TV Chef Hugh Fearnley-Whittingstall has this week written an article for The Guardian, about his recent experience on the 5:2 diet. He explains that fasting for two days out of seven has resulted in him losing an impressive eight pounds since the new year.
Hugh refers to it as The Fast Diet (I see it as more like The Eat Diet as you can eat more most of the time rather than less most of the time) and says, “…The Fast Diet says I can continue to butter my bread, cheese my butter, and raise my glass – at least for five days a week. It also promises much more than mere weight loss. It will reduce my bad cholestrol, protect me against cancer and even sharpen my mind. It pretty much promises that I will live longer, and healthier. As my half century approaches, that’s quite a punchy proposition.”
He then goes on to say, “could this diet, and the knowledge that underpins it, be harnessed to make a genuine impact on global health and the obesity epidemic? In principle, the answer would seem to be yes. (Though it wouldn’t be popular with the supermarkets, would it? Imagine if we all started shopping for a five-day eating week. That’d be more than 25% of Tesco’s turnover down the pan.)”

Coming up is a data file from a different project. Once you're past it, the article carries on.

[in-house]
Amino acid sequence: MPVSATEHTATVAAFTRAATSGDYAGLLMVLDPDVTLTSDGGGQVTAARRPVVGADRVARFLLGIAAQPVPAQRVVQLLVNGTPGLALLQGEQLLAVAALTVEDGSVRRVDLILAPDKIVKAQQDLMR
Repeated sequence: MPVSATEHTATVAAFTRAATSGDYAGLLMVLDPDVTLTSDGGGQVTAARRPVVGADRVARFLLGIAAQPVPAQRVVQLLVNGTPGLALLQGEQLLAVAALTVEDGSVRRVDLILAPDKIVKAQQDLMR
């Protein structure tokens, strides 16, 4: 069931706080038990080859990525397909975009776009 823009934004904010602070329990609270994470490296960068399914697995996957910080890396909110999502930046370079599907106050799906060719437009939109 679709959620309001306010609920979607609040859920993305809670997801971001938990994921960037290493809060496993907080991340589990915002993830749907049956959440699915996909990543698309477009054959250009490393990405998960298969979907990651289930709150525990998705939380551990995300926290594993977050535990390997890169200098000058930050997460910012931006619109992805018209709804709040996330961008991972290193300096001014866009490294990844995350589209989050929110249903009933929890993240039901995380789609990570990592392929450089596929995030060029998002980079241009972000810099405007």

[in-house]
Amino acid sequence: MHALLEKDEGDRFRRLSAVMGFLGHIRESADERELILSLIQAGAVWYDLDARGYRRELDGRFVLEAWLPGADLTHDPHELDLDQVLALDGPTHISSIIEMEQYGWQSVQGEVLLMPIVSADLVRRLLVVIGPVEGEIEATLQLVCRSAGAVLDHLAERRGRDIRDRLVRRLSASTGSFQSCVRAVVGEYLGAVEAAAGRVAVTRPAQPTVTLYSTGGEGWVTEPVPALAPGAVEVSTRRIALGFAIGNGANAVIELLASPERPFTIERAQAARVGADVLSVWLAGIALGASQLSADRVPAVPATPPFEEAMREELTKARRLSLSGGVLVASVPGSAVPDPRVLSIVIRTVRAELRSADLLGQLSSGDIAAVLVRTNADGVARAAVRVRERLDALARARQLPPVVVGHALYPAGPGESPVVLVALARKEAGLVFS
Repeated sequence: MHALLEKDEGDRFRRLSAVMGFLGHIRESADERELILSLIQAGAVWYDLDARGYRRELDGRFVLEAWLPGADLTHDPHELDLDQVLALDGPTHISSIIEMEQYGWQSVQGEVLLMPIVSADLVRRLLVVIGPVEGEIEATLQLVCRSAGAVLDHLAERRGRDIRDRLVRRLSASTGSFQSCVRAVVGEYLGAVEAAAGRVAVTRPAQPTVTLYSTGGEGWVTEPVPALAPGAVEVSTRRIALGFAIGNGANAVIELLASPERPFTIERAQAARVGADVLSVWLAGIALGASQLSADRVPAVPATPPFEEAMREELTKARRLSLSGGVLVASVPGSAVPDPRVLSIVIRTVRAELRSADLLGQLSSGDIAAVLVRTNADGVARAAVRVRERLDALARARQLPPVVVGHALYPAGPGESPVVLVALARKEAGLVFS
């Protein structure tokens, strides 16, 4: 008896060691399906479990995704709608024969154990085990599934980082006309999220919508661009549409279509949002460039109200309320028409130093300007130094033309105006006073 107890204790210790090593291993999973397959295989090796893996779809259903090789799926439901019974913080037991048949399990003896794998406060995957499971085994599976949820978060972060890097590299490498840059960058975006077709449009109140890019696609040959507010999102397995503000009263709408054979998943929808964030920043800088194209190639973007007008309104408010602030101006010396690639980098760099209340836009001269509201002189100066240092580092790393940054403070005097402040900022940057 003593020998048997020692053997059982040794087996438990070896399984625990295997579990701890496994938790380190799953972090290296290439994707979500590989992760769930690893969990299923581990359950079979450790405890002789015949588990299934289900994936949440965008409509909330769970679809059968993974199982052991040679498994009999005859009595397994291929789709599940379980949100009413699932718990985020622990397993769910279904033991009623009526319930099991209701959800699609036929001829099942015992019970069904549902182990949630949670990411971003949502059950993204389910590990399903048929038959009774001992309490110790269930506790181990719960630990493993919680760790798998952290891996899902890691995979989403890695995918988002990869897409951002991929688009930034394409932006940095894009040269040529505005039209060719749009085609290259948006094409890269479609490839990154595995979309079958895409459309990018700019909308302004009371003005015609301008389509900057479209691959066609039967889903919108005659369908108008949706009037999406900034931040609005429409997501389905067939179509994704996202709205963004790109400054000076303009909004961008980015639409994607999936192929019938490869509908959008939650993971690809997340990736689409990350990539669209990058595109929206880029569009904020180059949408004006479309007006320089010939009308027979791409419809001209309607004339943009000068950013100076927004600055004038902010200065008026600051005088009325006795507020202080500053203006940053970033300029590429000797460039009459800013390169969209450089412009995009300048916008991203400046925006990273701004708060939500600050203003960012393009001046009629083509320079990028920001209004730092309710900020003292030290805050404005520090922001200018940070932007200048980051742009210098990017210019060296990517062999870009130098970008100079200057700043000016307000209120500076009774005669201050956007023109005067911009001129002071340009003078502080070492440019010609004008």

“So I believe in this fasting thing, I really do. With my strictly non-snacking version, I’ve lost eight pounds already, and I find the whole thing rather exhilarating. I feel I might just be part of a health revolution. But is it really sustainable, for me or for significant numbers of others?”
His article refers to a book written by Michael Moseley and Mimi Spencer. Michael was the guy in the original BBC Horizon documentary about the diet and Mimi Spencer is a columnist for YOU Magazine. The book is currently a UK bestseller on Amazon, so this whole thing is obviously catching on.
…if only I’d written that book! 🙂
- Hugh Fearnley-Whittingstall: Why I’m on the Fast Diet (guardian.co.uk)
- TV chefs’ recipes may be less healthy than ready meals, study finds (guardian.co.uk)